Alton Brown's just-released Good Eats 3: The Later Years is, as we are told on the front jacket flap, The End. Per Brown: “Everyone knows that part three is the end (unless, of course, you're Bond or Potter), and expectations run high.”

Yes, after ten years of watching Brown investigate everything from the humble cracker (p. 174) to oeufs à la niege (poached egg-shaped meringues floating in crème anglaise, p. 376), our expectations for this cookbook are high. With it, we are losing someone who has managed to successfully merge food science with campy humor — as if Harold McGee showed up at Comic Con and Dan Aykroyd used his Ghost Busters proton pack to create the endearingly quirky mind behind Good Eats. Ah, the food television era of old.

But how's the book — all 430 pages of it? His best yet.

The recipes? Nothing fussy, and yes, at this point, you can find them via the Food Network website or elsewhere on the Internet abyss. They are that signature Brown hodgepodge of felafel, tacos, marshmallow and pumpkin pie, conjoined by the beef and sugar-laced science experiments that Brown conducted on the show. What's great here is the book layout, as each recipe unfolds as a story from episodes 165 to 249 (“By the time we got to episode 150, we finally, really knew what we were doing,” says Brown).

Alton Brown; Credit:

Alton Brown; Credit:

The real fun comes from Brown's confessions about the moment that shepherd's pie finally got its own television feature, after years of being tabled (Brown not only starred in the shows, but wrote and directed them), when he came upon a historic plot-line solution: “After all, [meat pie] isn't that flashy, and to tell you the honest truth, there's just not that much science involved,” he admits. Or his reflections on the “Vomitron,” a sea sickness simulator the set designers made to test whether the lore that ginger can prevent motion sickness is true (“I got out of the Vomitron before I hurled – but just barely”).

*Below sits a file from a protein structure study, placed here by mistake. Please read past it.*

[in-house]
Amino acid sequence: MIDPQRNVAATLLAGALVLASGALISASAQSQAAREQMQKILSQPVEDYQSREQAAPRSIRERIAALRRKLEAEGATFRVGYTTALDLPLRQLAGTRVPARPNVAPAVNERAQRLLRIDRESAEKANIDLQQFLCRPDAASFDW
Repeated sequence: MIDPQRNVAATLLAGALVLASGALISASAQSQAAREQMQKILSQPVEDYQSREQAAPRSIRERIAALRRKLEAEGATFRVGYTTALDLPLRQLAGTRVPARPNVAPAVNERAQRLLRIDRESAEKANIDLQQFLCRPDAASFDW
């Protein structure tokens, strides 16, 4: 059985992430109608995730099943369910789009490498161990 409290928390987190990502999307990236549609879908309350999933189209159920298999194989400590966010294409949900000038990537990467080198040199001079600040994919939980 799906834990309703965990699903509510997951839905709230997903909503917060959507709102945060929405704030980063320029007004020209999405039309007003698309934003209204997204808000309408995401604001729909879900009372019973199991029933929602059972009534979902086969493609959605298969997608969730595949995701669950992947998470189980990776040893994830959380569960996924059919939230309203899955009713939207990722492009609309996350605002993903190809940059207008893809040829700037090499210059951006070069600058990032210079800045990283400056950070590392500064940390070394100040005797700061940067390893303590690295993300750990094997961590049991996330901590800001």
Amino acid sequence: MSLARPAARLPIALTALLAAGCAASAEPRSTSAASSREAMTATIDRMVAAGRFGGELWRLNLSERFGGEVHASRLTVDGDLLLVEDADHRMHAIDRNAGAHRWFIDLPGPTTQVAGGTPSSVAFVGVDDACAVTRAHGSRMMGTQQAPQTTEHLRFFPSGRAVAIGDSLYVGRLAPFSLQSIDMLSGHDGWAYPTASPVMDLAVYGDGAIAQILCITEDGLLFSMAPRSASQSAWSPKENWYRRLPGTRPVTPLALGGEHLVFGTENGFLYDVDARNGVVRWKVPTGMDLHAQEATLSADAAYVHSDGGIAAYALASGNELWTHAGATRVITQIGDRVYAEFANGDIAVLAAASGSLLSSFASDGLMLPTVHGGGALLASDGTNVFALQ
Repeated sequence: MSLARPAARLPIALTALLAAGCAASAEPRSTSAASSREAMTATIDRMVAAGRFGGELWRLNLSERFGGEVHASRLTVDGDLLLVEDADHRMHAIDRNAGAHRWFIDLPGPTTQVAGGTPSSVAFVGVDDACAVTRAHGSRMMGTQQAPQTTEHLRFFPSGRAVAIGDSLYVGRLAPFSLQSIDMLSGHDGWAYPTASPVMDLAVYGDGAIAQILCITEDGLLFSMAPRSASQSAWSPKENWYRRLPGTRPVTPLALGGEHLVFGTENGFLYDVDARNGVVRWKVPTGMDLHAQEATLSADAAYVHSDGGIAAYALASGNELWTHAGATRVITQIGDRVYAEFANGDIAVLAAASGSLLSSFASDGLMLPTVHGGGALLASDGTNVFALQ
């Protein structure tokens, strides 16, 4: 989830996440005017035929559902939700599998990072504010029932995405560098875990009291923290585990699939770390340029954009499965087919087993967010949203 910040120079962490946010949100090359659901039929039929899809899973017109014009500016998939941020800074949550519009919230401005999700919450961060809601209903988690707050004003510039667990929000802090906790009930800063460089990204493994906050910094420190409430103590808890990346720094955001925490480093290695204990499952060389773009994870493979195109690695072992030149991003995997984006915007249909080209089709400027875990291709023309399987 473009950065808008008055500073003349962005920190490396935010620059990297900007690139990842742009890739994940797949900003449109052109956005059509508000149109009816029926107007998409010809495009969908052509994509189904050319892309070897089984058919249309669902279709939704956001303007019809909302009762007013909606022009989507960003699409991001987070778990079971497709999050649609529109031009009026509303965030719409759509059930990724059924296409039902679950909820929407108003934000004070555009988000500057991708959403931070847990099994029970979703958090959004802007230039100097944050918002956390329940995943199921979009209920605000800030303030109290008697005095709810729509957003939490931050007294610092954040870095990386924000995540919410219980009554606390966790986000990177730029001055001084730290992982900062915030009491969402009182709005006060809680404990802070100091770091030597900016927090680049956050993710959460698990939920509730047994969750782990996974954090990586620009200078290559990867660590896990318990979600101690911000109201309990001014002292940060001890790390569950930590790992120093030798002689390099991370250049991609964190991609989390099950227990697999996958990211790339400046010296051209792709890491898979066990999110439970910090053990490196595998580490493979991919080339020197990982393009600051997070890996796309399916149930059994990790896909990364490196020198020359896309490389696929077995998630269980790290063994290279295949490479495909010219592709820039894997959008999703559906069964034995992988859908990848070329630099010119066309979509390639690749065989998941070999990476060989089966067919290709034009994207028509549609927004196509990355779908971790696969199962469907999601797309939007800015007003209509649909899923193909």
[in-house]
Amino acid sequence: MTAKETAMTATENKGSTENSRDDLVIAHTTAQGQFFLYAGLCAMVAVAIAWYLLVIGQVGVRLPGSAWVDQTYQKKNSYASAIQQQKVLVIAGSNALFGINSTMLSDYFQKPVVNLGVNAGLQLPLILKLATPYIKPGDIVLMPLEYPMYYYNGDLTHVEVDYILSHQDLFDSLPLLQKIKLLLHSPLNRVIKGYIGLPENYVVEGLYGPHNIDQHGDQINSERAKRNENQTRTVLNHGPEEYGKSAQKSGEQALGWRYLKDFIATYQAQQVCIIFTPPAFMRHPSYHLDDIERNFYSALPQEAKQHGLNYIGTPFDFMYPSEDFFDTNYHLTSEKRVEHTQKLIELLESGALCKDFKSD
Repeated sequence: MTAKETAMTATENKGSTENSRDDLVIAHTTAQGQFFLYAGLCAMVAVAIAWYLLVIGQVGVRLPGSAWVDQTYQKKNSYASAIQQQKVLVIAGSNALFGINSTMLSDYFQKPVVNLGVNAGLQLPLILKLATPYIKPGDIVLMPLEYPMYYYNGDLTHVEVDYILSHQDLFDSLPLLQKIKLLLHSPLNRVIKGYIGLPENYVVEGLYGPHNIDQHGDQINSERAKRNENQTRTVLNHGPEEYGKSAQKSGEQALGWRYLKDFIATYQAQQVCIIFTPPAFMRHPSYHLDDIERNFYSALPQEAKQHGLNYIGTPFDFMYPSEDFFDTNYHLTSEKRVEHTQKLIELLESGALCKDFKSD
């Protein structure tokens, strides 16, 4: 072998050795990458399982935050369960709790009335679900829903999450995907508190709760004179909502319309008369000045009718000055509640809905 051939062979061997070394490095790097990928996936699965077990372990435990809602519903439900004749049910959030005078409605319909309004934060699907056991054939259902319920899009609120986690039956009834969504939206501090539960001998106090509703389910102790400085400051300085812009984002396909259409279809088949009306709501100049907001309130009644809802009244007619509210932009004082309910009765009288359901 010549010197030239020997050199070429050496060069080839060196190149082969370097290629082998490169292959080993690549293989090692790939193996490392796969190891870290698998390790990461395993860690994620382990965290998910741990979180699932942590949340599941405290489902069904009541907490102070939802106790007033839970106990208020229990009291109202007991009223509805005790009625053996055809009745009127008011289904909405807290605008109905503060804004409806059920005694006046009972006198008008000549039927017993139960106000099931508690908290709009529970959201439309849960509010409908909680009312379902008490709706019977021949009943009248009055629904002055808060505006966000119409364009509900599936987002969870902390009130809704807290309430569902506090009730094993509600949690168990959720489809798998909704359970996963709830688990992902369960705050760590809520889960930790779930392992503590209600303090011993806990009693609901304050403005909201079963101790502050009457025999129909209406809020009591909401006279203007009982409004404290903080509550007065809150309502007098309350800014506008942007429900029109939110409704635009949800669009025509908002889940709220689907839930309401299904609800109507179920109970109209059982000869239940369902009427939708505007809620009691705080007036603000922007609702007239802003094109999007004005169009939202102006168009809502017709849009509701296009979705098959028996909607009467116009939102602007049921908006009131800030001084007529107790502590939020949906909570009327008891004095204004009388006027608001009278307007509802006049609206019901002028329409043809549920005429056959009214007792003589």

And yes, there are sock puppets here, with “blueprints and stickers” at your disposal in the appendix. The orange sock puppet “tongue” sticker, incidentally, comes in four different sizes, presumably for those who have exceptionally large, or pint-sized, feet at their house.

But beginning on page 284, it's truly apparent what the food television world is losing with the end of Good Eats. Here, you get a multi-page spread about Brown's 50 pound weight loss, complete with before photos (“Gaze, if you will, upon this behemothic form”) and a list of his current astringent daily regime (including no red meat, white rice/pasta/potatoes, dessert or alcohol other than once a week). The pages that immediately follow his diet chronicles? “Raising the Bar,” a section exploring the virtues of the Bloody Mary and margarita.

It's hard to imagine any current Food Network celebrity honest enough to admit, as Brown does (if you read between the lines in Good Eats 3), that on a daily basis, they rarely eat much of what they cook on television or what is in their cookbooks. And of course, Brown later moved on to reality-driven television shows like Iron Chef America himself.

It seems a moment of sock puppet silence is in order.

[More from Jenn Garbee @eathistory +]

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